Debates: According to top experts, the prospects for a common European Army are unlikely to end up with any practical moves in this direction.

A Romanian soldier holds the European Union flag during a flag raising ceremony. Photo: Reuters

During the recent unofficial EU summit held in Bratislava on Sept. 17, European nations discussed the question of a European Army. At a time of crisis within the EU, its leading members are trying to look for ways to unite member states and overcome the current challenges. While France and Germany were pushing the concept of a European Army forward, other EU members were not unanimously excited about such an idea.

There are both incentives and obstacles for the creation of a European Army. With that in mind, Russia Direct asked experts to clarify the prospects for the creation of a European Army and describe how it could affect Russia-EU and EU-NATO relations.

Gustav Gressel, senior policy fellow in the Wider Europe Program, European Council on Foreign Relations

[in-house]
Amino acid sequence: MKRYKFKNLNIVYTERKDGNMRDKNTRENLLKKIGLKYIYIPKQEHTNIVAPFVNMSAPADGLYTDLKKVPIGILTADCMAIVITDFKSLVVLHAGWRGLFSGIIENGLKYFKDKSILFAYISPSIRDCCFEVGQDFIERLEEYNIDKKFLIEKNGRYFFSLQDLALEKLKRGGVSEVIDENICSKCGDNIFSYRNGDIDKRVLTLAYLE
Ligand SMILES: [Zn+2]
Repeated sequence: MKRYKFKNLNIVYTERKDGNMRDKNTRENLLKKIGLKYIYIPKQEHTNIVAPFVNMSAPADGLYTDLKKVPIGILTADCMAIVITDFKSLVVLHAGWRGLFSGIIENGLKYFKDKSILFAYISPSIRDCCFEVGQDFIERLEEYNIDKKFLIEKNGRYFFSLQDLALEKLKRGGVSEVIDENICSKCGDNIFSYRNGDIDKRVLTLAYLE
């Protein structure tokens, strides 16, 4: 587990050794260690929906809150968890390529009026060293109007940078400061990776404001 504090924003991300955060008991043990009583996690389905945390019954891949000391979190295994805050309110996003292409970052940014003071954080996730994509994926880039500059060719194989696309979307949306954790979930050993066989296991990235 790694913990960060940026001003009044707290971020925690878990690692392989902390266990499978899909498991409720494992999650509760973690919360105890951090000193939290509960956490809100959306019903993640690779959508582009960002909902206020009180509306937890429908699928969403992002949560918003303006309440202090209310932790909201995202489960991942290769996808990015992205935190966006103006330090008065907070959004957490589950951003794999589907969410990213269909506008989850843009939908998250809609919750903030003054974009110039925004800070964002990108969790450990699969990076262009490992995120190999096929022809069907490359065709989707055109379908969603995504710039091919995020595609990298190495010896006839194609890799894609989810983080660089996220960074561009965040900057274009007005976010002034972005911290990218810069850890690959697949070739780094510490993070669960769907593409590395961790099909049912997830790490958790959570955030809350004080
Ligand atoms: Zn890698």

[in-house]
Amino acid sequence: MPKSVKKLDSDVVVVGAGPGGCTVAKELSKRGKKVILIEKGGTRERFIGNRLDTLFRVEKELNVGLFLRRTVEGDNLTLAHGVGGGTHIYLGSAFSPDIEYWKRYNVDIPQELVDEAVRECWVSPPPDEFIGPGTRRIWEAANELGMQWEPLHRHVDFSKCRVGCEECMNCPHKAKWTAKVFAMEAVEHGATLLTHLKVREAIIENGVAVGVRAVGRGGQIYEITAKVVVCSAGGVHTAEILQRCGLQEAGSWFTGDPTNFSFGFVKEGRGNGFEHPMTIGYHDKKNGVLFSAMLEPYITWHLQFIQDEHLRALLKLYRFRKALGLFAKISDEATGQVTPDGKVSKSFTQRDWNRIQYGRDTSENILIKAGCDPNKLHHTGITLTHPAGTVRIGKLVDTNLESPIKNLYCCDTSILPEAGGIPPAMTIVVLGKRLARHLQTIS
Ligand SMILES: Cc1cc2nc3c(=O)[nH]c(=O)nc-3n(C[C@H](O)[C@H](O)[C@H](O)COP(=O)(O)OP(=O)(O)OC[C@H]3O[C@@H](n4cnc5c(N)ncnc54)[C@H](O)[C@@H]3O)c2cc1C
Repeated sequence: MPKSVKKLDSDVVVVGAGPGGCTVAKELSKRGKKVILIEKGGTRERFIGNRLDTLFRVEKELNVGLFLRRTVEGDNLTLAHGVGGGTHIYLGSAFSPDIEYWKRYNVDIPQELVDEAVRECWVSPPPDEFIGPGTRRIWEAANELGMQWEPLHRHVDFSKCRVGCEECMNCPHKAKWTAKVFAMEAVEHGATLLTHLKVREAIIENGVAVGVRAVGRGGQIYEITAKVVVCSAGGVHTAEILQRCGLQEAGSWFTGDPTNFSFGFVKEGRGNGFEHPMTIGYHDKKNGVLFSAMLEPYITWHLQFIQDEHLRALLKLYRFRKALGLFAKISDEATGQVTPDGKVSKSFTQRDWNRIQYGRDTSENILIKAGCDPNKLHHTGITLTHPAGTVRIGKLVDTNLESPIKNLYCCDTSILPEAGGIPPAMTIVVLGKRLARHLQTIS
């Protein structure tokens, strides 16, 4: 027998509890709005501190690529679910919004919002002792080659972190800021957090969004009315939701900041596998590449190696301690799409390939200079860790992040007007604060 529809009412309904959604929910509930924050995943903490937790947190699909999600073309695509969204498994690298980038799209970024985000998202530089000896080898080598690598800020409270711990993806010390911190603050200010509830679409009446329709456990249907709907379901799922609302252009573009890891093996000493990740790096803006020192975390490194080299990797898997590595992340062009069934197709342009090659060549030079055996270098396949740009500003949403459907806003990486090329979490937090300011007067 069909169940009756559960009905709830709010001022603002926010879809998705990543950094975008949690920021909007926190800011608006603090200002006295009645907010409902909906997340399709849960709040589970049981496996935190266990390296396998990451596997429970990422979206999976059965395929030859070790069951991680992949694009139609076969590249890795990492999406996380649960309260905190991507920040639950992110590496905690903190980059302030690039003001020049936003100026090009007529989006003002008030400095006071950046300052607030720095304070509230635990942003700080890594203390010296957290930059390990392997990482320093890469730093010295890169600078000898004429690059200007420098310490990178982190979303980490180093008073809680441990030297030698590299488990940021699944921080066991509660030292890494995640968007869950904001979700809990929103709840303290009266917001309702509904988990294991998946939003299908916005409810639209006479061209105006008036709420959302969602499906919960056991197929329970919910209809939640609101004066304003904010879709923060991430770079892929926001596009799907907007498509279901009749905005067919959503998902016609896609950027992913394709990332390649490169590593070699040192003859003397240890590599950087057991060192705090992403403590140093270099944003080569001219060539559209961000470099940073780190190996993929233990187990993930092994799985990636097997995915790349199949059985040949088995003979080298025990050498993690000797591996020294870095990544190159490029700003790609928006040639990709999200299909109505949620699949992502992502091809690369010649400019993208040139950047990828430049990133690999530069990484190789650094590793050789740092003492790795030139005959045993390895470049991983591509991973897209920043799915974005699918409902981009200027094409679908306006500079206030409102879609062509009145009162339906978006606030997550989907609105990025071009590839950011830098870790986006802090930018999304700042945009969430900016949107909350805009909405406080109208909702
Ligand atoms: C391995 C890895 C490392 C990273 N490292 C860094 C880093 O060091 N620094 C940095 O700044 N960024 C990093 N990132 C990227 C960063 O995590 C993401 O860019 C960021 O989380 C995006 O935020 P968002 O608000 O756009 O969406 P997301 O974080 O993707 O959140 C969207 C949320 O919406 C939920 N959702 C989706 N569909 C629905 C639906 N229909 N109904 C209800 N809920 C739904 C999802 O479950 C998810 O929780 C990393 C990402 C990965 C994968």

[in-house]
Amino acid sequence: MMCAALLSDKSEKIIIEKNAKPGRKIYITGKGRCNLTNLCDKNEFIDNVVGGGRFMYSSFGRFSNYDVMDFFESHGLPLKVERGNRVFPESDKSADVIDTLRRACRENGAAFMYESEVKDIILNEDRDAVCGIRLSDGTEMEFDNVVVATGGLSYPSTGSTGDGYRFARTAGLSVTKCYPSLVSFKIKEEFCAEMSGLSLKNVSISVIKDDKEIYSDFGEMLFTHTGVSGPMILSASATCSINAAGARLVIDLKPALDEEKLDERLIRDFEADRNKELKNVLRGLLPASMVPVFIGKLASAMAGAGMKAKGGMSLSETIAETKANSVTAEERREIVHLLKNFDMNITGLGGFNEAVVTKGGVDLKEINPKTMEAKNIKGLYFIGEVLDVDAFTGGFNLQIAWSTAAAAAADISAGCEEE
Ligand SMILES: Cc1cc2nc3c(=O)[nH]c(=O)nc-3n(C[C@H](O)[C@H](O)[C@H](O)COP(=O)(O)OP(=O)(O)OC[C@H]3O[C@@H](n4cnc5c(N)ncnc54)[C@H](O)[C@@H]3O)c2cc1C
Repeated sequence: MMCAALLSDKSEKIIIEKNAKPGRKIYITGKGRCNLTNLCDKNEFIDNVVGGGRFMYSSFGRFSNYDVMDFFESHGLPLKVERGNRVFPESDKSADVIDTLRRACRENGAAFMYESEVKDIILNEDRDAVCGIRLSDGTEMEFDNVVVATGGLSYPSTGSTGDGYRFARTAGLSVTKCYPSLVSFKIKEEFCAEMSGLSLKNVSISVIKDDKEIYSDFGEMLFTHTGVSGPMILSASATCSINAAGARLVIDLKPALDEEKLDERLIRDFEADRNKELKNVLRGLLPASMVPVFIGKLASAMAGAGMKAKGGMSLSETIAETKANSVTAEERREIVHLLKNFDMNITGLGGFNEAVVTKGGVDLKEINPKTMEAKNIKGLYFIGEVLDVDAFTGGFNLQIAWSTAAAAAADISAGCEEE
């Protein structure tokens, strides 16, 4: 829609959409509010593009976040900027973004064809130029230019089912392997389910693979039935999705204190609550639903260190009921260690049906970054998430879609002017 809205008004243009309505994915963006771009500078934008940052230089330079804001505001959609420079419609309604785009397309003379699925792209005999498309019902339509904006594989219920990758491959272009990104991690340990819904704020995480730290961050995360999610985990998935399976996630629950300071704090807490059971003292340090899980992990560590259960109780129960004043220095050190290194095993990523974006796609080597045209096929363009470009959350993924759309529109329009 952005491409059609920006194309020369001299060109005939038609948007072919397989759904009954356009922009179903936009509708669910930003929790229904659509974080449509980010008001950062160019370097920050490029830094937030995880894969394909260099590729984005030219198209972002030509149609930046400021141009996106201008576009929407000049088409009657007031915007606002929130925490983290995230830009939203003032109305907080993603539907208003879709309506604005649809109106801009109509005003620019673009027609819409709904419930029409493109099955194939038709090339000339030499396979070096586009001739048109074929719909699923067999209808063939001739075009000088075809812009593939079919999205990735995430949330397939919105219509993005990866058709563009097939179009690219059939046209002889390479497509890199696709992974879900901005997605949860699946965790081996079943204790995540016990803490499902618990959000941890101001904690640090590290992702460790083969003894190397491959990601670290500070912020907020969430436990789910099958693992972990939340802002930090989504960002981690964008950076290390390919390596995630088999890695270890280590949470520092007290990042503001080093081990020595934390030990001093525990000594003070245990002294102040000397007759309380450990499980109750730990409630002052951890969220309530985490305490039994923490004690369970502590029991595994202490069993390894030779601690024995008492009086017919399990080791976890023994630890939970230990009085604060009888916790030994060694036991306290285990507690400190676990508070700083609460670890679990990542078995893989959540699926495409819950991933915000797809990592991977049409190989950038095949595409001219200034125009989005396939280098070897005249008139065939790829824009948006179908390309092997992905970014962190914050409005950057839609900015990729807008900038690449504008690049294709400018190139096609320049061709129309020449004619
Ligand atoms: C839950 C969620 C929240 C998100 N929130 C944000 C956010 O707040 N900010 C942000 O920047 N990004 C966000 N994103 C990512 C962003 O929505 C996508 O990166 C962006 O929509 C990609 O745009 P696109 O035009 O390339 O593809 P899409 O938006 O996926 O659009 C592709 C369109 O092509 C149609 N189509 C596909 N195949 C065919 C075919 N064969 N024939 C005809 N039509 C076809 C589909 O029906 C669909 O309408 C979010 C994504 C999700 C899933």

When I joined the Austrian Defense Ministry in 2003, one of my first jobs was to take part in workgroups on further Common Security and Defense Policy (CSDP) integration. But none of the things discussed back then ever came close to being implemented, and I don’t know how many idea papers, initiatives, memos, policy proposals, etc. on this I have seen in my life that never became a reality.

We should recall that even under the current legal provisions of the Lisbon treaty, we should integrate much, much closer on defense, but we don’t. There is no structured cooperation, the Defense Agency is starved to death and nobody conceives of defense projects through it. There are no real military CSDP missions worth the name (the one in Bosnia is the most "militaristic" one, the rest are policing at best), etc.

Britain, as one of the biggest skeptics of the common European military, is now leaving the EU, but is not out yet. Now some politicians fantasize about a European army to show that without the UK, much more can be possible. But this is all hot air. Nothing substantial.